I was using SSIS today to import a file with one wide column. I created the table first with a varchar(max) column. When I tried using the Import Wizard (found by right-clicking the database name and clicking Tasks -> Import Data) I kept getting errors about truncating data. It took me awhile to find the problem, on the step of the wizard where you configure the file data source, click the Advanced tab. There, it showed an OutputColumnWidth of 50. You can manually change this or click Suggest Types to have the wizard estimate the width. Clicking the button changed the value to 72. Then I was able to import the file without error.
So, what happens if you are trying to import a file with two columns? There was a definistion for each column on the Advanced tab, but clicking the Suggest Types button corrected both of them.
I just upgraded my Reporting Services installation to 2005 a couple of weekends ago. I was happy to see that I could still run and edit my existing reports in VS 2003 so I'll just upgrade the report definitions as I need to tweak them or when I have time. I actually was hoping to do the upgrade on November 8th -- the day after the release, but things don't move that fast in our shop.
I just created my first production RS 2005 report using some of the new features. I was able to use multi-valued parameters, interactive sorting and fixed table headings. These are features that the report users have been requesting for a long time. Unfortunately, these features disappear when a report is delivered via a subscription. (If anyone has a way around this, please post a comment.) So, I am delivering just the link to the report for now.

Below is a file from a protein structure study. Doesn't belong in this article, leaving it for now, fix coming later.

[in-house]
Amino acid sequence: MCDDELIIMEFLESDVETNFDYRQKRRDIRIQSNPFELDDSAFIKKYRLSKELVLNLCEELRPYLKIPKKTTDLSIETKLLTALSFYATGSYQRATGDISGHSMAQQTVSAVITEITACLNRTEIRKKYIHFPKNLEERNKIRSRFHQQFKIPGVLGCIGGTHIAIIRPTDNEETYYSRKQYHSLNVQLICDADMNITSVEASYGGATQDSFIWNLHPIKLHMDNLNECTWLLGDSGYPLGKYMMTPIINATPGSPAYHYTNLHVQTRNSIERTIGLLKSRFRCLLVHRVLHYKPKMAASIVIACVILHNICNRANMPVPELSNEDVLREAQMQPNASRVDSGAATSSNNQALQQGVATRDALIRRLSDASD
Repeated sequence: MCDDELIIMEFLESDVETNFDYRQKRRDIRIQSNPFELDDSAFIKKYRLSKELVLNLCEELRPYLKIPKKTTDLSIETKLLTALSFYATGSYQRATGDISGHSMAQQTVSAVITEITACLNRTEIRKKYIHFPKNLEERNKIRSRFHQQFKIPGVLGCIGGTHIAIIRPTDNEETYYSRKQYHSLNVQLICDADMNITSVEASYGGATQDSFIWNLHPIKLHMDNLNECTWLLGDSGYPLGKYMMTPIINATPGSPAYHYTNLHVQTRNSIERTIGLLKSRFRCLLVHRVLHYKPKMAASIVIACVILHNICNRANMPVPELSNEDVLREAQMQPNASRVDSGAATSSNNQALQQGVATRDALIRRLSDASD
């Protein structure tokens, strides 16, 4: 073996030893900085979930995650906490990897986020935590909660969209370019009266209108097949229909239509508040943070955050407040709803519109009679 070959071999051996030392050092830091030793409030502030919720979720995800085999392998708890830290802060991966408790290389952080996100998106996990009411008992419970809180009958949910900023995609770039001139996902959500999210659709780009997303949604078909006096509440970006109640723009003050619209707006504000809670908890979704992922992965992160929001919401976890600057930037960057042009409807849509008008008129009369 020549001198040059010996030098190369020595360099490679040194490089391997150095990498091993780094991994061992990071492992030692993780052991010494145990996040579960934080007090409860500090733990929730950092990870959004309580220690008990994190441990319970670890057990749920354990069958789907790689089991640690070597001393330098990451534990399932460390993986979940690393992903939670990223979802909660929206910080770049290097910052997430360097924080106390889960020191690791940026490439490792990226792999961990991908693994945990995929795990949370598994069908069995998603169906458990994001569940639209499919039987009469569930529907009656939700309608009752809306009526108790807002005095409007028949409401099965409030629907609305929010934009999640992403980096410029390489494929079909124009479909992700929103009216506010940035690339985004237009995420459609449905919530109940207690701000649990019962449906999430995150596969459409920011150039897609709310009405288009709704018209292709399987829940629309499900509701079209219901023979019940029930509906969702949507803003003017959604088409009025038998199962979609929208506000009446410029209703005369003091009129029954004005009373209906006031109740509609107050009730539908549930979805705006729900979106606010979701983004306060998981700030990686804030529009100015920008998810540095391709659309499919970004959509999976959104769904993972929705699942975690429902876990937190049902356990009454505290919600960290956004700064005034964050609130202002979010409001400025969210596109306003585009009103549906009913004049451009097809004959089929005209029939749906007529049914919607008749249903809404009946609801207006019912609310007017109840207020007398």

I also really love that you can manage Reporting Services from SQL Server Management Studio. It seems so much more efficient than the web interface, especially when configuring security. I am also working on getting Report Builder going for some of my customers as well. It is pretty cool, but took a while for me to get it figured out. I hope to write some articles for SSC on it pretty soon.
Sometimes we all run into problems with programming or administering SQL Server and need help. When it happens to me I try to figure things out myself. With so much content on the web, usually I can find the answer pretty quickly. Sometimes, I end up posting my question on a forum like SQLServerCentral.com.
A funny thing usually happens. In order to post an intelligent question, I gather and organize all of the information that I know about the problem. Often, I'll think of a place to look, a log file for example, that I didn't think of before. Nine times out of ten, I will solve my own problem by the time I have my question typed out. I need to learn to go through this exercise sooner, before I am desperate enough to ask for help. I need to get over that too, there is no dishonor in asking for help. We're all in this together!
Sometimes, even posting the problem in the forum doesn't get me the answer. I recently called Microsoft support twice in one week! The fix for one of the problems was undocumented, some registry keys that the SQL Server startup account needs if it not in the admin group on Windows 2003. The fix for the other problem was actually documented, but I never found the article on my own. Again it involved giving the startup account permissions on certain registry keys when multiple instances have different startup accounts. It took several days, but once we figured out what was actually going on they had the answer.
I am lucky, since we are an Enterprise customer, the firm I work for already has paid for MS support. But still, I wouldn't call them unless I really tried to solve the problem myself first.
Even Aunt Kathi needs help now and then!